Early on in the start of resort skiing, ski resorts across the country and around the world sold day passes, or lift tickets, to their customers in the same way that they still do today. The way they affixed them to skiers’ clothing in a visible manner has changed. In order for lift attendants, or “lifties,” to efficiently check them before allowing uphill access, they needed to be in plain sight. With lack of a better way to attach them, many ski resorts simply glued or stapled them directly to the skier’s clothing. Imagine how well that would go over today, plastering a paper ticket on a new $600 parka in either manner.
According to an article written by the International Skiing History Association, or ISHA, ticket attaching was about to change. In 1960, a miniature golf course and snack bar owner, Charles Hanley set up an interview, after being referred by his Pepsi rep, with the founder of a young ski resort named Preston Leete Smith. That resort’s name was Killington, and they struck a deal for Hanley to work there that winter. When speaking about the deal, Hanley stated:
“I was intrigued by the ski-area venture, so I agreed to design and build a kitchen system for the new base lodge.” He also said, “Killington couldn’t afford to hire me until after Christmas, so I said I could start in October and be paid retroactively. They jumped at the deal! I got paid $1.50 an hour.”
While working for Killington, Smith noticed Hanley’s ability to pay extreme attention to detail and think critically. Charlie was assigned the task of solving problems around the resort such as cutting down the theft of rental skis, and in the end, more importantly, inventing the “ticket wicket” in 1963. Wikipedia defines a ticket wicket as “a short piece of light wire which loops through the ticket holder’s clothing or backpack.” It was named a “wicket” by Charlie’s wife, Jane after she compared its shape to the wickets used in croquet. Tickets were either glued or stapled to the earliest versions of the “wicket.” It was not until sometime in the late ’70s that peel off, self-adhesive, tickets were being printed.
In 1966, Hanley applied for patents in both the U.S. and Canada, however, he assigned the rights to the Sherbourne Corporation, who was Killington’s parent company. Although, the “ticket wicket” seems like one of those little gadgets that we all sit back and think to ourselves, “I bet the guy that invented this little thing got rich,” Hanley did not think it was right to keep the patent rights to himself, since he was on the payroll when he came up with the idea. Killington sold over 750,000 wickets in the first year alone. The “ticket wicket” eventually became so popular around the world that clothing manufacturers now include some type of loop or plastic ring on ski and snowboard gear meant specifically to attach lift tickets with the use of a wicket.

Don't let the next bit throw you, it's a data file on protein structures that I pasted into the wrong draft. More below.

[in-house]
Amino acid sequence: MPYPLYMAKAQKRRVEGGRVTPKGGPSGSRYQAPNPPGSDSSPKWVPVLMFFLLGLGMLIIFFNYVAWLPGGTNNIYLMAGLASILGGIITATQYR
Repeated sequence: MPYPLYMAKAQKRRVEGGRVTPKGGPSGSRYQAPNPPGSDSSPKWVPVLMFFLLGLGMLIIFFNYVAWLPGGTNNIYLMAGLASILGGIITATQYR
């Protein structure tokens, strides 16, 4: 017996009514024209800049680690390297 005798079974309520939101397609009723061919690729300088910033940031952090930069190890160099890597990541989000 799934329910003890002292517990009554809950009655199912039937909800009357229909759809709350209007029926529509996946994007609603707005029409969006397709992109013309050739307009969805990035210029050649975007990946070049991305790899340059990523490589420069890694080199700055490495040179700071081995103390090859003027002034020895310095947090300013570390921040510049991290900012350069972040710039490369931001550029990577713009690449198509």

If you grew up skiing and riding in the late ’80s and early ’90s, you probably never came across a ski resort anywhere in the world that did not use ticket wickets. Many skiers and snowboarders collected tickets on their garments as an old school way to count their total ski days, and show their friends where they had been for the season. Some even daisy-chained them, one on top of the other, until they nearly reached from the waist to the ground. Although pretty rad in the bragging room, this clustered collection of tickets made it harder and more time consuming for “lifties” to sort through them and check that customers had a valid ticket attached. This led to some of the larger, more crowded, resorts to begin using scan-able plastic tickets affixed with a zip tie that the lift attendants could check.
Many of these corporations even moved to RFID cards and automatic gates, eliminating the need for as many “lifties” and wickets. Despite the decline in wicket demand, ISHA recently quoted Jason Shoats, vice president of sales for Worldwide Ticketcraft, saying, “Half the lift tickets sold today are secured to a guest via a wire wicket and half with zip ties.” So for now, more than 50 years after its inception, the “ticket wicket” lives on!
One thought on “The Ticket Wicket – Do You Wicket Your Ticket?”
We used wickets to repair snowboard binders in the 80 /90 until the binding got better